Technology specialists at the fourth annual 'Women in IT Conference' at Dubai Women's College (DWC) called the increased dependence on gadgets as the beginning of a new 'ICE Age'. This year's conference focusing on 'Green IT' was inaugurated by Shaikh Nahyan bin Mubarak Al Nahyan, Minister of Higher Education and Scientific Research.< ?xml:namespace prefix = o ns = "urn:schemas-microsoft-com:office:office" />
Fariba Partawi, senior IT officer at the International Monetary Fund in Washington DC, told students at DWC, “We are drowning under the mountain of our own electronic waste. By the year 2020, 45 per cent of domestic electricity would be consumed by Information and Communications Technology (ICT) and Consumer Electronics (CE). The two combined is being called the new Ice Age.” ICE products account for two per cent of carbon emissions. Green IT is the combating of environmental challenges by responsible management of IT resources and avoiding reckless use of IT resources. Partawi observed that ICT products were pervasive as they were present everywhere and in every home had multiple devices to compound the problem.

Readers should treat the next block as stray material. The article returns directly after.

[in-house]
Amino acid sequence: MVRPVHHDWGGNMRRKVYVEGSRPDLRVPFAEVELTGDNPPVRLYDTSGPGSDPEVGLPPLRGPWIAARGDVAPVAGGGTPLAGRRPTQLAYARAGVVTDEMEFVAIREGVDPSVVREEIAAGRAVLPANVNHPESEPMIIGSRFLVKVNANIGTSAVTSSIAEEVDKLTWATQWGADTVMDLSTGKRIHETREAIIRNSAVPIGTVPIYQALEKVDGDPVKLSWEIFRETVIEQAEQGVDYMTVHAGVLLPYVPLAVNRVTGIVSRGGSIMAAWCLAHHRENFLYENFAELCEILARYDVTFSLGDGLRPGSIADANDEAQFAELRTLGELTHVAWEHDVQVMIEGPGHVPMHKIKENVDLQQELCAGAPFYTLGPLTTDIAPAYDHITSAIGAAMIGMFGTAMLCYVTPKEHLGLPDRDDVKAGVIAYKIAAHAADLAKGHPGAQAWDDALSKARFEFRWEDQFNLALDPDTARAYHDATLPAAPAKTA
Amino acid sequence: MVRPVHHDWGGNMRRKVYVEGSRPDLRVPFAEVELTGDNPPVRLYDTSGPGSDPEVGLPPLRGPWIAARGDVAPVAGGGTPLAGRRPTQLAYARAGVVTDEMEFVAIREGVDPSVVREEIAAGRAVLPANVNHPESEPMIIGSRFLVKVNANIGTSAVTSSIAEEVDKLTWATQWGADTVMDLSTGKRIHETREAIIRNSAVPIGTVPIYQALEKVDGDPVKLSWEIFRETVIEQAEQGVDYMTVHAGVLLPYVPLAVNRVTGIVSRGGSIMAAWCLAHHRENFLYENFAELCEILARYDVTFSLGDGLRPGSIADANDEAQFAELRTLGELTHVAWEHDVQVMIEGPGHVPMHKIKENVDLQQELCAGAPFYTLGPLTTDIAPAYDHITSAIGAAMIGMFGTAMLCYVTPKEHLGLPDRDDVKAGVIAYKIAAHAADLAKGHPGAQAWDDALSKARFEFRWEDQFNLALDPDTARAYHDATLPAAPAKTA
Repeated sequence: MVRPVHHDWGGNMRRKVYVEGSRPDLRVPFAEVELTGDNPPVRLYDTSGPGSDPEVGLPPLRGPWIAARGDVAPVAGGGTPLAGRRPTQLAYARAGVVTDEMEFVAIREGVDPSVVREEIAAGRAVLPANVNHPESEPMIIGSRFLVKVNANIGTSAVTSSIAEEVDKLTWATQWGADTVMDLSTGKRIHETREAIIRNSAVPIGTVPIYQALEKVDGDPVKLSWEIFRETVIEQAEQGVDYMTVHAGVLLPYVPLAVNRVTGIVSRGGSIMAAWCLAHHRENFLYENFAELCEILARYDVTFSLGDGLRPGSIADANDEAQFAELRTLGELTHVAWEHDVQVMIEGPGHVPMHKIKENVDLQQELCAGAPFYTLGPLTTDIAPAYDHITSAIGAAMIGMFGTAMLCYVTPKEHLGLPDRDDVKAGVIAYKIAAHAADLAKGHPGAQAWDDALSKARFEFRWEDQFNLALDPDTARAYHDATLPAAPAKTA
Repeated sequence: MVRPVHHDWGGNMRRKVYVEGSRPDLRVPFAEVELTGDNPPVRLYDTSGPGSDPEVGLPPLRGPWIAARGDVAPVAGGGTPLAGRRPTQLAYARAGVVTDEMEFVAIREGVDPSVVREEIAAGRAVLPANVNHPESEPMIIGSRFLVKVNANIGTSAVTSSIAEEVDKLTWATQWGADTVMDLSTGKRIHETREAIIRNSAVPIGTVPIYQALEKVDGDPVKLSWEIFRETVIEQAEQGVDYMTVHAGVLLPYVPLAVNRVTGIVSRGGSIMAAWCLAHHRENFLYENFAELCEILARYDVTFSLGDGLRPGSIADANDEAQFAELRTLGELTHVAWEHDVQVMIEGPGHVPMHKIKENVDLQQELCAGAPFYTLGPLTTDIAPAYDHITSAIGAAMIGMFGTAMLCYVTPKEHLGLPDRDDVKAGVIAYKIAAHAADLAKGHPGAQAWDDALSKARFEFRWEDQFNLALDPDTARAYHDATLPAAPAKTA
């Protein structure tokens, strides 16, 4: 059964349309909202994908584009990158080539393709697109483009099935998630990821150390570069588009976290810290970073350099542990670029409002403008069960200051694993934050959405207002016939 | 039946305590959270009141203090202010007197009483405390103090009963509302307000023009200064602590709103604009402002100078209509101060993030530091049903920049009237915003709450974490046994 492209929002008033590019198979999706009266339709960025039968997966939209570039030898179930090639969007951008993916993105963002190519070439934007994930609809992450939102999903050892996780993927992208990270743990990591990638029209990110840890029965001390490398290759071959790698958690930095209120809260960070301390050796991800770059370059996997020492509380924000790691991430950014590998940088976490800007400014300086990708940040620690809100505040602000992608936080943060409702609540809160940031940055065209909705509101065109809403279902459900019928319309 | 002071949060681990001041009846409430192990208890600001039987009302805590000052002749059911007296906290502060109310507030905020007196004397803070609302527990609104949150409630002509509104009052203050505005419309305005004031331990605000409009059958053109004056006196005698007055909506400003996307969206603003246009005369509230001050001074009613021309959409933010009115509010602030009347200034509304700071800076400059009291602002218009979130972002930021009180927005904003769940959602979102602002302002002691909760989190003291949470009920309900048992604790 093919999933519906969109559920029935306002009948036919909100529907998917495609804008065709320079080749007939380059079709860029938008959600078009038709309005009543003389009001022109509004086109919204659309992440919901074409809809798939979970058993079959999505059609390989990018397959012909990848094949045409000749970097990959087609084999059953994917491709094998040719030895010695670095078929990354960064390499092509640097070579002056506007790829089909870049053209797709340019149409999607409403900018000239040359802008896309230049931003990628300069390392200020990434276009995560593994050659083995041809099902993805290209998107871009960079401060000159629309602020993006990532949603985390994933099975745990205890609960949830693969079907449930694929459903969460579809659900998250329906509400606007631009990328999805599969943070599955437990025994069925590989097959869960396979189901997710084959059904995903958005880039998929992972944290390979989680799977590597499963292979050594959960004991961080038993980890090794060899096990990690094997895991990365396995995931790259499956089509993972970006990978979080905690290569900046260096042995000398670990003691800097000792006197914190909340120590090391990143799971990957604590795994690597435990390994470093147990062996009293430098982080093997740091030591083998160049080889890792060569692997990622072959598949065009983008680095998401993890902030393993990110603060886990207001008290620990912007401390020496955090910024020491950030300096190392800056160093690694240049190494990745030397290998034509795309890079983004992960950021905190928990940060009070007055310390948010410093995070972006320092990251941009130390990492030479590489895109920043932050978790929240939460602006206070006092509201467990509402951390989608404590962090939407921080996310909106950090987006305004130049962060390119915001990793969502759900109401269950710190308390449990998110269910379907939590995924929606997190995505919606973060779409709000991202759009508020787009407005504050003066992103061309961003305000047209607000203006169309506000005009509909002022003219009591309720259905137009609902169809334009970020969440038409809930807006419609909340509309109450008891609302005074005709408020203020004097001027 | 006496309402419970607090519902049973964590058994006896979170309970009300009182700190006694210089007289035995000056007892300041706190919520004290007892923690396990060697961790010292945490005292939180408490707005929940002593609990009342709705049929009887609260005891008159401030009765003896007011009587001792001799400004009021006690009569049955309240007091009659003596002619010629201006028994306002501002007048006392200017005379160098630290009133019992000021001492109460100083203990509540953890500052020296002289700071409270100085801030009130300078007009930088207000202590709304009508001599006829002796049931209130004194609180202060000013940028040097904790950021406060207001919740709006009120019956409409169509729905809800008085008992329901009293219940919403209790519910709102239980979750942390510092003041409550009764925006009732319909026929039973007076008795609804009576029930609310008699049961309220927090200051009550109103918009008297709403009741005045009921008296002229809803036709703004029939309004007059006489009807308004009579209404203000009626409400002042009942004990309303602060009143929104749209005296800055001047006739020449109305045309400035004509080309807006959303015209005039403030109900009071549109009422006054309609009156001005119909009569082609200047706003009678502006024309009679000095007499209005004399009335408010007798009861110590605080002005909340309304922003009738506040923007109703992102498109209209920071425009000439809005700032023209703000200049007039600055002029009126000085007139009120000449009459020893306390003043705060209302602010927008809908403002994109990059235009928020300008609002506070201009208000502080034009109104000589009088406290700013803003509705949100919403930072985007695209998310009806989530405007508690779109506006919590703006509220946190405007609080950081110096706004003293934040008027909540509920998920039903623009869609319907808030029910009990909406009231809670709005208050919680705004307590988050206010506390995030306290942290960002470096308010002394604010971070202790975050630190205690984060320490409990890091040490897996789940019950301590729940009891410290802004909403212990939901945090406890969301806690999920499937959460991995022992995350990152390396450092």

“Each year, 125 million computers are removed from circulation and in 2006, more than 500 million phones were retired,” she said, while citing examples of companies like Xerox, Wal-Mart and Nike that were working towards cutting down on greenhouse gases. She also noted that interestingly ICT was in the unique position of controlling 98 per cent carbon emissions. Prevalent patterns of production, consumption and waste disposal of equipment have made modern technologies a major strain on the environment. This harms not only the health of the eco system, but also the health of the population. Speaking via video conference, Kim Stevenson, VP of a Texas-based company, said that emissions could be cut through the use of more efficient components and by increasing the use of power management capabilities. Experts also suggested the use of more efficient computers with increased lifespan to help the cause.